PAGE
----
I asked a similar question to an Amtrak agent a few days ago. Here's what he told me:
Officially, your ticket gets treated as a "no-show" and is "subject to automatic cancellation" if you haven't boarded the train within two hours of the originally-scheduled departure time at your ticketed station.
He said that if you're traveling without checked baggage & printed your own ticket, it's "very unlikely" anyone would give you any problems as long as you were on board within that two hour window of time.
If the train is running late, or you have checked baggage, things get more complicated & uncertain. Apparently, staff have a tiny bit of discretion to relax an official policy, and almost unlimited discretion to rigidly ENFORCE an official policy. So, if your train is scheduled to depart from Chicago at noon, and Milwaukee at 1:45, but gets delayed and doesn't arrive in Milwaukee until 2:05, you COULD be denied boarding if someone wanted to be mean, but it's unlikely to happen unless you give them an excuse to SAY "no". If you're on board the train, have a valid ticket, and it's within 2 hours of the train's actual departure from Chicago, it's almost inconceivable that they'd make you get off the train at the next station & leave you stranded. But if you showed up at the station in Milwaukee 4 minutes before departure with checked baggage & needed to have them print your ticket, they COULD refuse, and management would back them up (possibly giving you a retroactive credit for future travel if you got lucky, but nevertheless leaving you in a world of hurt at that particular moment).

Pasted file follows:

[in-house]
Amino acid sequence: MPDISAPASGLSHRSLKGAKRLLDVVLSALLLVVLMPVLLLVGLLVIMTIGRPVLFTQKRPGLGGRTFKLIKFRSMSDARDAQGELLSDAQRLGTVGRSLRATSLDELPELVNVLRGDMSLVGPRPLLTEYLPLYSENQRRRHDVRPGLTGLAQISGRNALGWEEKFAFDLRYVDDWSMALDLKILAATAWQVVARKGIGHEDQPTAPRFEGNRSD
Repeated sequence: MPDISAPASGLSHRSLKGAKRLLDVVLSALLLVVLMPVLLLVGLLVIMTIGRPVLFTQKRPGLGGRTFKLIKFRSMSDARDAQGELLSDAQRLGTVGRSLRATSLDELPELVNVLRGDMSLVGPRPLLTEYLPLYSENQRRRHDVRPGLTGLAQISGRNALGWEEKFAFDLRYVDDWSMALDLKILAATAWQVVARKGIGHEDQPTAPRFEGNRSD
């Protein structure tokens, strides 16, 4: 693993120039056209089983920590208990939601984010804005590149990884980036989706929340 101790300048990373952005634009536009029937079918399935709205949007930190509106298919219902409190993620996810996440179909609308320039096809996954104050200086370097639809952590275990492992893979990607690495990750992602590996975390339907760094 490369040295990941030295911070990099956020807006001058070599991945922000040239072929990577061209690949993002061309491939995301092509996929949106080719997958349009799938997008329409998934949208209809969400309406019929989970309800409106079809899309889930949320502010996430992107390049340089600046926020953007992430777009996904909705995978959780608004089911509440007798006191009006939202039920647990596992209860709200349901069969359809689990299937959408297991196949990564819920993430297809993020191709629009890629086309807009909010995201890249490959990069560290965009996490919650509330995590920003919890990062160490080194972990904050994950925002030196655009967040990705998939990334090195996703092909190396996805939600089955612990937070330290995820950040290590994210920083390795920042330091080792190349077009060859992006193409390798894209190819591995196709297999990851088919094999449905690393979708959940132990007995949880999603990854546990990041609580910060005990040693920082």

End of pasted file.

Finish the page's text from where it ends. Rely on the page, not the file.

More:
Another issue: if you DO need to check baggage, they probably WON'T tag it for the earlier station on the return trip. They won't do anything to prevent YOU from getting off the train before your official stop, but any checked baggage will probably be going to your official ticketed destination whether you like it or not. That's not to say you might not get lucky... but if they refused to pull your bags in Milwaukee, or refused to tag them at check-in FOR Milwaukee, they'd be entirely within their discretion, and you'd be out of luck.